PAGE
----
A tri-tip is a triangular roast cut from the bottom sirloin that has an incredible beefy flavor and is a great cut of beef to put in a smoker. Try a Smoked and Reverse Seared Tip-Tip and you will be amazed at how juicy it is. In this recipe, the roast is smoked low and slow for about an hour and then seared over a hot fire.
This is one of the easiest recipes on this site. Five simple ingredients produce a very flavorful and juicy roast with just enough smoke. This recipe is all about technique. A lot of tri-tip recipes will have you sear the roast first THEN smoke it. Well, that's old school. Searing it first tends to dry it out a bit and it also seals the roast so the smoke doesn't do much. Smoking the tri-tip low and slow first followed by a sear over a hot fire (a reverse sear) allows the smoke to add a lot of flavor. The best results for a juicy tri-tip are achieved with a reverse sear after smoking.
What is the Best Wood for Smoking Tri-Tip?
There are a handful of wood choices for smoking meat that are readily available throughout the United States. Some or better than others when it comes to smoking a tri-tip. The choice is also influenced by the type of smoker being used.
When I cook a tri-tip in my Yoder stick burner, the entire cooking process is done with kiln-dried oak. In Texas, most stick burner cooks use post oak which a type of white oak. These smokers burn split logs 16" - 20" in length and they are easy to obtain. Other varieties of logs are available, but they are more expensive so oak is the most popular.
Other types of smokers are going to use chunks of wood rather than logs. I use chunks in my Kamado Joe. Chunks of oak, hickory, pecan, mesquite, apple and cherry can be readily found. I recommend using wood chunks instead of wood chips. Chips burn much faster and have to be soaked for 30 minutes before using.
Assuming that you are not using a stick burner, which wood is best for smoking a tri-tip? The answer is, it depends on the intensity of flavor that you are looking for.
Oak is the go-to wood for stick burner cooks because it works well. It burns slowly and lasts a long time. This helps when you are trying to smoke for an hour or more. Oak imparts a very pleasant flavor to a tri-tip without being overpowering. It is a great wood to start with if you are new to smoking tri-tips.
Hickory is another slow burning wood that works well anytime you need a longer smoking time. This wood will provide a sweeter, but stronger and more intense flavor than oak. I have used hickory with both tri-tips and briskets, but I prefer oak. When I use hickory, I decrease the number of wood chunks by 20% to help compensate for the stronger flavor.
Pecan imparts a very mild, almost sweet smoke. It also imparts a lot of color, but it burns faster than oak or hickory. I like to use pecan when making a whole chicken because of the beautiful, golden color it provides. Of course, you won't notice much of a color change with a tri-tip. Pecan is a nice, mild wood that is worth trying.
I live in Austin, TX and mesquite is pretty popular with many well-known pitmasters here. I am not a fan. The flavor is very intense and can easily overpower whatever I'm making to the point that all I taste is smoke. I have ruined more than a few expensive pieces of meat using mesquite. If you want to try mesquite, I recommend only using one or maybe two chunks and using oak for the rest of the wood.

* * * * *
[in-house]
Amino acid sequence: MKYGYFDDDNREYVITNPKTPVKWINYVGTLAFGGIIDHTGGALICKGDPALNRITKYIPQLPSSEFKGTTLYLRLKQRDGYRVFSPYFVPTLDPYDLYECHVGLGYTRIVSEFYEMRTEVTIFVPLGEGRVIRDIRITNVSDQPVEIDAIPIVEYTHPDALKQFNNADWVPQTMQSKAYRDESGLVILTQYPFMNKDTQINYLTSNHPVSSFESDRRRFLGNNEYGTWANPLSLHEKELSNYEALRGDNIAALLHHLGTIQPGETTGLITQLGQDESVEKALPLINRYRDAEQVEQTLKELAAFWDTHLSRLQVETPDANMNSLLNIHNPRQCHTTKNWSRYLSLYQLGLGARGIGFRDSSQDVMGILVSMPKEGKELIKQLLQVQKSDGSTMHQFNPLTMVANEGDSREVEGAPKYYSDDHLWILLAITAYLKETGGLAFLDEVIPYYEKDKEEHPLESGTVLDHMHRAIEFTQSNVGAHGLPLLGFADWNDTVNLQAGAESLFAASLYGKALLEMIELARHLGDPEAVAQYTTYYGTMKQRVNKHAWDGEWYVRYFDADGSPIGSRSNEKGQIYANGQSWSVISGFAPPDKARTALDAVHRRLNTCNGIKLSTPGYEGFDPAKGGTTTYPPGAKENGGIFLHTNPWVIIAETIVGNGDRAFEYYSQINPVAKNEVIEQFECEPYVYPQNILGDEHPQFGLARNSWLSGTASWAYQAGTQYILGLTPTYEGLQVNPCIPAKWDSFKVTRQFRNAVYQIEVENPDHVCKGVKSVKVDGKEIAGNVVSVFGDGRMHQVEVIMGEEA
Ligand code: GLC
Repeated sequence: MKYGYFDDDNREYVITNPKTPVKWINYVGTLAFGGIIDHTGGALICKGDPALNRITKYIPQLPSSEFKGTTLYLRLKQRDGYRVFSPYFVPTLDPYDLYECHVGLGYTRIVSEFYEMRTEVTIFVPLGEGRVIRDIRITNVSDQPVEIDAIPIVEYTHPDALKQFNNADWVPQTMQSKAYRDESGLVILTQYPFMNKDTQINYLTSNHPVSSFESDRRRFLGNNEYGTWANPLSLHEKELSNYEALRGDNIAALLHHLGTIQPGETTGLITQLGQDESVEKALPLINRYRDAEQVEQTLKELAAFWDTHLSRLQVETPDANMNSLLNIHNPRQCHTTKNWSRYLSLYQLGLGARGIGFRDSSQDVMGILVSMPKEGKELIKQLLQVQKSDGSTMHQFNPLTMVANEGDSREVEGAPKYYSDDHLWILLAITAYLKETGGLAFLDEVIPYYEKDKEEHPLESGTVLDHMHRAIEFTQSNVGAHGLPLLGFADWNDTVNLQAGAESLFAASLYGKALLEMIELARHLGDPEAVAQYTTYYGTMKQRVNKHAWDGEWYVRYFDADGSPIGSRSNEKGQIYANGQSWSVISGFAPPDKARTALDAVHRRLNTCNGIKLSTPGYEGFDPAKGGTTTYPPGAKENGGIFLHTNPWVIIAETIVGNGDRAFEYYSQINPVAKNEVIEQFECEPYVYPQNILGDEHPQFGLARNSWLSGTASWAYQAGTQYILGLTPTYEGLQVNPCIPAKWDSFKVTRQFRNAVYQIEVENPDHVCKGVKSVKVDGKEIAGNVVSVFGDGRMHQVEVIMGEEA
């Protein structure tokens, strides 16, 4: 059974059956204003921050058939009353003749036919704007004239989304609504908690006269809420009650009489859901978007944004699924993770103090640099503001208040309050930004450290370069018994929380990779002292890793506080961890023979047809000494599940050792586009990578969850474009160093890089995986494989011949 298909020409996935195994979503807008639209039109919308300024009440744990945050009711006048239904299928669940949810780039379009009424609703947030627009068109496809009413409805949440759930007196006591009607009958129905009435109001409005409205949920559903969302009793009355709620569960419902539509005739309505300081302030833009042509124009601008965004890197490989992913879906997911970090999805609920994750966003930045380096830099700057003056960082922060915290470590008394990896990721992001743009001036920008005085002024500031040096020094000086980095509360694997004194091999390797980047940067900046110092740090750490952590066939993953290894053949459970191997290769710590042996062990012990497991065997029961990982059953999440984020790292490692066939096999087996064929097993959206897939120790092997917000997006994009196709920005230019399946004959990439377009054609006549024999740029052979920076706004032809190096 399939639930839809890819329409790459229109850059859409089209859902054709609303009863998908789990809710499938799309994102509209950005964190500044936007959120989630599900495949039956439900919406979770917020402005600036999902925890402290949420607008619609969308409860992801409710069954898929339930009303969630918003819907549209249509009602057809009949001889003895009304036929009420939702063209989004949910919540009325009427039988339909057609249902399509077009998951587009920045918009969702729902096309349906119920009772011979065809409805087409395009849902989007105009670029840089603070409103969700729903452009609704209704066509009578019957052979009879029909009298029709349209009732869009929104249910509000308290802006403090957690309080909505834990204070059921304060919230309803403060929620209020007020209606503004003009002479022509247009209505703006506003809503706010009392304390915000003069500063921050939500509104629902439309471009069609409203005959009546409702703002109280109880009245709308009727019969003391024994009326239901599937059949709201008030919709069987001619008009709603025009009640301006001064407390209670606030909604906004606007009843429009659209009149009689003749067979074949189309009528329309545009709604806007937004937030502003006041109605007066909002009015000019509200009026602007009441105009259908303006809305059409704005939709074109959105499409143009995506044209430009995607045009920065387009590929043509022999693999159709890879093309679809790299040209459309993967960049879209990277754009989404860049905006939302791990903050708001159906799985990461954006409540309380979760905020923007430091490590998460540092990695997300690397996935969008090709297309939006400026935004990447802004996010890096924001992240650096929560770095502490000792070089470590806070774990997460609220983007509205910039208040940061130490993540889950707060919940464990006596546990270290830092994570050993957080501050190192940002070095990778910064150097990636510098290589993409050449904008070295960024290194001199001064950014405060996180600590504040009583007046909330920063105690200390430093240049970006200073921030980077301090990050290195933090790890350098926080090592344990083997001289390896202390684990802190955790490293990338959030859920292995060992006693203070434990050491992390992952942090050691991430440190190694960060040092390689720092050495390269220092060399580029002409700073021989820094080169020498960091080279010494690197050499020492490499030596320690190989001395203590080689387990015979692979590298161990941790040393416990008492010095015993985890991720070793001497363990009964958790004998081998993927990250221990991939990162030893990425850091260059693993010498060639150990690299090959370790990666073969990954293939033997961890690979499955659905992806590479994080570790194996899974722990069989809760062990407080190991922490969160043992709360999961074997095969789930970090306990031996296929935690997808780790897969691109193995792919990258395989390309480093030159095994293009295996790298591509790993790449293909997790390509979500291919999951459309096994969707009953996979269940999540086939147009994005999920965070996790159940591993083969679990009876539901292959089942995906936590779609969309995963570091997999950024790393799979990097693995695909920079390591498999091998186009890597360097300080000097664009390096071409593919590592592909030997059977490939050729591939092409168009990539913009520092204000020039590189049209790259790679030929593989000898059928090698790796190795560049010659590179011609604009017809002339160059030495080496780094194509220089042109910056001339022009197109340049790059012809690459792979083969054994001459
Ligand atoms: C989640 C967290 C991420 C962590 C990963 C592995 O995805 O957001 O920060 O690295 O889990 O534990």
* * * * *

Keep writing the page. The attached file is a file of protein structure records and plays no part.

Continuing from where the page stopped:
Apple and Cherry
Both apple and cherry produce mild, sweet smoke that is good with a tri-tip. I mention them together because I use both interchangeably. I honestly can't tell the difference between the two when it comes to the taste of whatever I am smoking. Cherry chunks, however, seem to produce smoke a little longer than apple. Both are great options for smoking a tri-tip.
- Kosher salt
- Black pepper
- Garlic powder
- Dried oregano
See recipe card for quantities.
Trim the excess fat from the tri-tip roast.
Season on both sides with salt, pepper, garlic powder and oregano.
Smoke the roast for about an hour until the internal temperature reaches 110°F. Then remove the roast and cover with foil for 15 minutes. Setup the smoker for direct heat and raise the temperature to about 400°F.
Return the roast to the smoker and grill (turning over once) until the internal temperature reaches 124°F (for medium rare), measured with a meat thermometer. Rest the roast for 10 minutes then slice across the grain and serve.
Let the roast rest for the full 10 minutes before cutting. If the roast is cut right after searing, the juice will just run out and you will have a very dry tri-tip. The picture below was of a roast that rested for 10 minutes. Look at how juicy it is.
This recipe was prepared in a Kamado Joe. I have also made this tri-tip in a Yoder Cheyenne stick burner and a Weber charcoal grill. The Kamado Joe was the easiest to control because I used a FireBoard to maintain the temperature.
Store any leftover tri-tip roast in an airtight container in the refrigerator for up to three days.
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These are my favorite dishes to serve with this recipe.
- 3 lb Tri-Tip Roast trimmed
- ½ teaspoon Kosher salt
- ½ teaspoon black pepper
- 12 teaspoon garlic powder
- ½ teaspoon oregano dried
- Setup the smoker to cook at 225°F. Trim the excess fat from the tri-tip roast. Season on both sides with salt, pepper, garlic powder and oregano.
- Smoke the roast for about an hour until the internal temperature reaches 110°F. Remove the roast and cover with foil for 15 minutes to let it rest.
- While the roast is resting, setup the smoker for direct heat and raise the temperature to about 400°F. Return the roast to the smoker and grill (turning over once) until the internal temperature reaches 124°F degrees.
- Rest the roast for about 10 minutes. Slice across the grain and serve.